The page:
In 1904, when South Florida was still an extremely desolate place to live, particularly outside the modest population centers of Miami and West Palm Beach (Fort Lauderdale was nada), a young Japanese man who had recently graduated from New York University named Jo Sakai and others established a farming colony in South Palm Beach County called The Yamato Colony. The name is an ancient name for Japan itself, and with the support of the Florida East Coast Railway's Model Land Company which was eager to see the land developed, Sakai populated it with men and eventually women and children he encouraged to come from Japan.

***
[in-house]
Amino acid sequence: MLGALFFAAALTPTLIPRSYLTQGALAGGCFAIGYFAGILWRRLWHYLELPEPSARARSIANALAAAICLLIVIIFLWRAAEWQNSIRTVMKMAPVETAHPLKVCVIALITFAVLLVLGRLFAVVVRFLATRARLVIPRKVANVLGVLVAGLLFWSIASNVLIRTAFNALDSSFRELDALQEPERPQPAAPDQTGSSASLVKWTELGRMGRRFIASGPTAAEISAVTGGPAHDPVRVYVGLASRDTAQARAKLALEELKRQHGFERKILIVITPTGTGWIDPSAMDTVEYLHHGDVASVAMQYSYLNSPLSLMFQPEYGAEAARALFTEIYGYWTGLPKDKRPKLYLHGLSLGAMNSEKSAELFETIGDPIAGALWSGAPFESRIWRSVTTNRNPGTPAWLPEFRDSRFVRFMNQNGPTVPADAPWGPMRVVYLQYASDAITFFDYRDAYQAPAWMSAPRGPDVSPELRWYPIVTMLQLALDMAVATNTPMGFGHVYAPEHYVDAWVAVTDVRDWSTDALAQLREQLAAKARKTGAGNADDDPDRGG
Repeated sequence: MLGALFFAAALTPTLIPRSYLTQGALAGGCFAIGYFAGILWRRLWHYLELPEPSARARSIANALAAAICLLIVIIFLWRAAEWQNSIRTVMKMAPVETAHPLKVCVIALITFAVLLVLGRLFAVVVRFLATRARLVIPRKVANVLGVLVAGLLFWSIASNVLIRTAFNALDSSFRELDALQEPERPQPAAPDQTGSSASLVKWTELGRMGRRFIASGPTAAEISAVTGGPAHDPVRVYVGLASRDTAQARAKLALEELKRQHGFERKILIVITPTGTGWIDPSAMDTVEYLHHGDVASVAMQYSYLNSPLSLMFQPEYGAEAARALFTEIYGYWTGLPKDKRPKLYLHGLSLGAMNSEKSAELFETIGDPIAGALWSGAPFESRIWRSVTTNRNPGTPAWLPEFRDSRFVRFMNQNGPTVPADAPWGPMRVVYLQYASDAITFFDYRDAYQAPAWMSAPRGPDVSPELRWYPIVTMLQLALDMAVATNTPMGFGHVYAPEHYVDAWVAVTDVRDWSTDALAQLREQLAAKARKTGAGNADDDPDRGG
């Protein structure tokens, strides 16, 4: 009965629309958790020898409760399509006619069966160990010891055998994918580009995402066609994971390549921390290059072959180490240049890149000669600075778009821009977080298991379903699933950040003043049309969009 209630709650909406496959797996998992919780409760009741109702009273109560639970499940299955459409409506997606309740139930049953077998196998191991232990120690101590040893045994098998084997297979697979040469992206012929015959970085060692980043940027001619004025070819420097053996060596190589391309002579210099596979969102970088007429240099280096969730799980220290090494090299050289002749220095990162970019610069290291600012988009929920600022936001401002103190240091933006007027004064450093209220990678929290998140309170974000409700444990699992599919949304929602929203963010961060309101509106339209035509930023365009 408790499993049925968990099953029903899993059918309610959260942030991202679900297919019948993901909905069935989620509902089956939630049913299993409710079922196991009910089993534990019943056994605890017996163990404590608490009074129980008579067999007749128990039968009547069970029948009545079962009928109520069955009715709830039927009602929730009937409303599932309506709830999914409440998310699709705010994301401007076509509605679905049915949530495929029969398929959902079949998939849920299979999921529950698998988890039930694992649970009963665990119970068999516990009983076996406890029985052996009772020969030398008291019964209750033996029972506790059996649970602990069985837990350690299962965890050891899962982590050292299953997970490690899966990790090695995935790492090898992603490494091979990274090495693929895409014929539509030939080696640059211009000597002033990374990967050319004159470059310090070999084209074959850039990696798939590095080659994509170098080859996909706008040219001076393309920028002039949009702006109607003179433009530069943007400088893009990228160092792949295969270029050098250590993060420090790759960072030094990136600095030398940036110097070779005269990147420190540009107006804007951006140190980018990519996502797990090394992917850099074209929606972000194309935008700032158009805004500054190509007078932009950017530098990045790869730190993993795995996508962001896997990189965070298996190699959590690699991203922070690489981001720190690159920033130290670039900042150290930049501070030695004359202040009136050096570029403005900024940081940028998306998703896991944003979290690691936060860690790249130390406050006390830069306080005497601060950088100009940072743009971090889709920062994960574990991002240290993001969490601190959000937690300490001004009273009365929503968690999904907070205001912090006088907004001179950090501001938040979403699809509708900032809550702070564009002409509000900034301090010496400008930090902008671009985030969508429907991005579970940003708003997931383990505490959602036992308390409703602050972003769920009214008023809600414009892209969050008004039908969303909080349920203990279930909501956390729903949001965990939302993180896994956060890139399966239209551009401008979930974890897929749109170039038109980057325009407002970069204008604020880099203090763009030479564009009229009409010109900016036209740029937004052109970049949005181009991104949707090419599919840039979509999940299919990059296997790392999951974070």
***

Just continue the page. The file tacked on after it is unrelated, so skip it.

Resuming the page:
Although the colony was never very large, it finally was dealt its death blow due to WWII anti-Japanese sentiment. Florida may not have had California's infamous Japanese concentration camps, but it was no walk in the park over here either. The land was confiscated, the colony wiped out, and only decades later a part of it would eventually become the Morikami Museum of Japanese Culture.
· The Yamato Colony [Florida Memory]